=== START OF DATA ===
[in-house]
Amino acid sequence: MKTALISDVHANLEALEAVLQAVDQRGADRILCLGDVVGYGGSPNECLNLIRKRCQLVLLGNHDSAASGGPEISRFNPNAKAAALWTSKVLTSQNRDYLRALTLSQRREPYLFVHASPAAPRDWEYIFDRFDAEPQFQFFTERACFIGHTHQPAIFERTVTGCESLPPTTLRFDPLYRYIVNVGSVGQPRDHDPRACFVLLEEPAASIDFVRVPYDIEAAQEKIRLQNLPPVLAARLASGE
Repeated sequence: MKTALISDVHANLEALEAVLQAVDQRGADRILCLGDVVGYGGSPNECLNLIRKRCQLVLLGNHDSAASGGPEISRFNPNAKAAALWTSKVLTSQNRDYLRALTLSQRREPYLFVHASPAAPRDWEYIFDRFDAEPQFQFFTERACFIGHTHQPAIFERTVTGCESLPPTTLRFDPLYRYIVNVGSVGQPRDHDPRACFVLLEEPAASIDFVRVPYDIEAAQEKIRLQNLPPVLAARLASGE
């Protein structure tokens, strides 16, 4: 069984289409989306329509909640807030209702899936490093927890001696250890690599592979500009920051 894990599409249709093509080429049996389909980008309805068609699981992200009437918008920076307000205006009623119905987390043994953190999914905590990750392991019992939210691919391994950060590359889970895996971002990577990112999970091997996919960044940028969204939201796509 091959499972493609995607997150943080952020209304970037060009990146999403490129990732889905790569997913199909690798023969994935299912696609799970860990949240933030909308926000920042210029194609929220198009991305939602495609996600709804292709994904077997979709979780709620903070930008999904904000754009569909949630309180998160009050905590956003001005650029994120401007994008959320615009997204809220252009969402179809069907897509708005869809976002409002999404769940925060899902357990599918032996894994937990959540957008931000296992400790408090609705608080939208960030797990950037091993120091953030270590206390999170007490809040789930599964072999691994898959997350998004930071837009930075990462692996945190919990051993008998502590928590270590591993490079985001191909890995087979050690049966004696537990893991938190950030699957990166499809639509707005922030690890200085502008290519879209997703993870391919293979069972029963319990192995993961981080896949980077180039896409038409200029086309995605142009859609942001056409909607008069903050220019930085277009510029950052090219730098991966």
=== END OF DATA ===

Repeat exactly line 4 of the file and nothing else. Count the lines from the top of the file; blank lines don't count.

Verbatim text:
């Protein structure tokens, strides 16, 4: 069984289409989306329509909640807030209702899936490093927890001696250890690599592979500009920051 894990599409249709093509080429049996389909980008309805068609699981992200009437918008920076307000205006009623119905987390043994953190999914905590990750392991019992939210691919391994950060590359889970895996971002990577990112999970091997996919960044940028969204939201796509 091959499972493609995607997150943080952020209304970037060009990146999403490129990732889905790569997913199909690798023969994935299912696609799970860990949240933030909308926000920042210029194609929220198009991305939602495609996600709804292709994904077997979709979780709620903070930008999904904000754009569909949630309180998160009050905590956003001005650029994120401007994008959320615009997204809220252009969402179809069907897509708005869809976002409002999404769940925060899902357990599918032996894994937990959540957008931000296992400790408090609705608080939208960030797990950037091993120091953030270590206390999170007490809040789930599964072999691994898959997350998004930071837009930075990462692996945190919990051993008998502590928590270590591993490079985001191909890995087979050690049966004696537990893991938190950030699957990166499809639509707005922030690890200085502008290519879209997703993870391919293979069972029963319990192995993961981080896949980077180039896409038409200029086309995605142009859609942001056409909607008069903050220019930085277009510029950052090219730098991966």